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Joint Standing Committee on Treaties - 25/08/2015 - Treaty tabled on 17 June 2015

RUTTER, Mr Matthew, General Manager, Marketing and Business Development, Geraldton Fishermen's Co-operative, on behalf of Seafood Trade Advisory Group

CHAIR: I now welcome a representative from the Seafood Trade Advisory Group. As you would know, this is being broadcast. Do you have anything to say about the capacity in which you appear today?

Mr Rutter : I am representing the Seafood Trade Advisory Group as an employee of a member of the Seafood Trade Advisory Group, that being the Geraldton Fishermen's Cooperative.

CHAIR: Although the committee does not require you to give evidence under oath, I should advise you that this hearing is a legal proceeding of the parliament and warrants the same respect as proceedings of the House and the Senate. The giving of false or misleading evidence is a serious matter and may be regarded as a contempt of parliament. If you nominate to take any questions on notice, could you please ensure that your written responses to questions reach the committee secretariat within seven working days of your receipt of today's transcript. Over to you.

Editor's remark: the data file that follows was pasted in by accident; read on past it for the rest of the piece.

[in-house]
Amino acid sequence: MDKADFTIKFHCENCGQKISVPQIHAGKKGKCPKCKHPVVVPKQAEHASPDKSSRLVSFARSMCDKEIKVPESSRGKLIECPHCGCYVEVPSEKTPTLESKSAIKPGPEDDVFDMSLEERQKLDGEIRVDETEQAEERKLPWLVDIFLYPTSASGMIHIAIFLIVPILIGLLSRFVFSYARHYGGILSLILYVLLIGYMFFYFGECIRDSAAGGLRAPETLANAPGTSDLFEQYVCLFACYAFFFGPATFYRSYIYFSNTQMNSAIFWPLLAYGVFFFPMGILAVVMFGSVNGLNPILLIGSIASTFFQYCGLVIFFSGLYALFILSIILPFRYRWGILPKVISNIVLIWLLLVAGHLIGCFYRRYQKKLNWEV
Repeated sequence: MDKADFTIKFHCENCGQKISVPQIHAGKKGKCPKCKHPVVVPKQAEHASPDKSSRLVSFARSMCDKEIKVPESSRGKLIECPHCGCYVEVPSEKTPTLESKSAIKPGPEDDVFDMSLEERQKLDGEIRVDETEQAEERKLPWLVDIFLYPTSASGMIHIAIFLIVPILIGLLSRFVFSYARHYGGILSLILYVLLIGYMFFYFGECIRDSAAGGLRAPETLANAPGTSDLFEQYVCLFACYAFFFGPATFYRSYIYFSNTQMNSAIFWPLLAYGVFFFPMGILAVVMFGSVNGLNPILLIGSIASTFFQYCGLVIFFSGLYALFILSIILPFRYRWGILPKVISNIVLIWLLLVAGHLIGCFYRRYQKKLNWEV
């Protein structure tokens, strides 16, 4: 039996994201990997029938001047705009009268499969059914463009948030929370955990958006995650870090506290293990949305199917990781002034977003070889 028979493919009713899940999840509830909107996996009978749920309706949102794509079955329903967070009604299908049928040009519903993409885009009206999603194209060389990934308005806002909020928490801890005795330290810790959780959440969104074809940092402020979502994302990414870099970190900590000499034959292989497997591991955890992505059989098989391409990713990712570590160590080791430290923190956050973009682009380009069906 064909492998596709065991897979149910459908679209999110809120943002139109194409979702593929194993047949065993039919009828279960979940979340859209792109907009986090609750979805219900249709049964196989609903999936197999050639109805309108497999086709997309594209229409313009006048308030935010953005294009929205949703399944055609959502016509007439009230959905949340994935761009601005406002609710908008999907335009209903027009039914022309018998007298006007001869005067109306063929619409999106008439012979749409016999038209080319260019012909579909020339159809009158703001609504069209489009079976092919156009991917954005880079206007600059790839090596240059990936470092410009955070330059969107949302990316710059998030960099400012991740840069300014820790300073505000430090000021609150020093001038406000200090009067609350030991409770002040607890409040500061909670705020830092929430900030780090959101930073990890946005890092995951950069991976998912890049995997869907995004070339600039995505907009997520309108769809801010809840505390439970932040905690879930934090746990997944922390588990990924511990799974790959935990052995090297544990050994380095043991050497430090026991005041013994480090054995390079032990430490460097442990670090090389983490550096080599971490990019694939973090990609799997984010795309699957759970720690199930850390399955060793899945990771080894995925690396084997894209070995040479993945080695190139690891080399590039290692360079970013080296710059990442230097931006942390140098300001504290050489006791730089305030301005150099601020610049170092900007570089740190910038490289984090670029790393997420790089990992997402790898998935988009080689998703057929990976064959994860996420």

Mr Rutter : Thanks for the opportunity to present to you today. I know it has probably been a long day for you. As I said, I am here representing the Seafood Trade Advisory Group, STAG, as well as my organisation, the Geraldton Fishermen's Co-op, which has the unfortunate acronym GFC, but I will refer to it as GFC. We said that we claimed it first!

First of all, I will give you a brief introduction to STAG. It comprises abalone and rock lobster exporters. The objectives of the group are very focused on the subject of the proceedings here today, which is to work with the Chinese and Australian governments to facilitate support and export direct trade of our products into China. STAG was formed about five years ago to specifically address these market access issues for our products into China—that being one of the main export markets for seafood worldwide.

Rock lobster and abalone fisheries are amongst Australia's most valuable fisheries. Annual exports total around $650 million. Combined contribution to the GDP, by our calculations, is about $1.25 billion. We support 8½ thousand jobs in regional and coastal communities around Australia. I will probably focus mainly on the rock lobster industry because that is my area of expertise, but I am representing, obviously, as well, the abalone fisheries. So looking at the rock lobster fishery, Australia exports anywhere between 50 to 57 per cent of world trade in live rock lobster. That obviously makes us the largest shareholder in the live trade of rock lobster. Western Australia alone exports between 53 and 63 per cent of Australia's exports in rock lobster, which is unique to Western Australia. My company owns and controls 63 per cent of that, and so that makes us the world's largest exporter of rock lobster.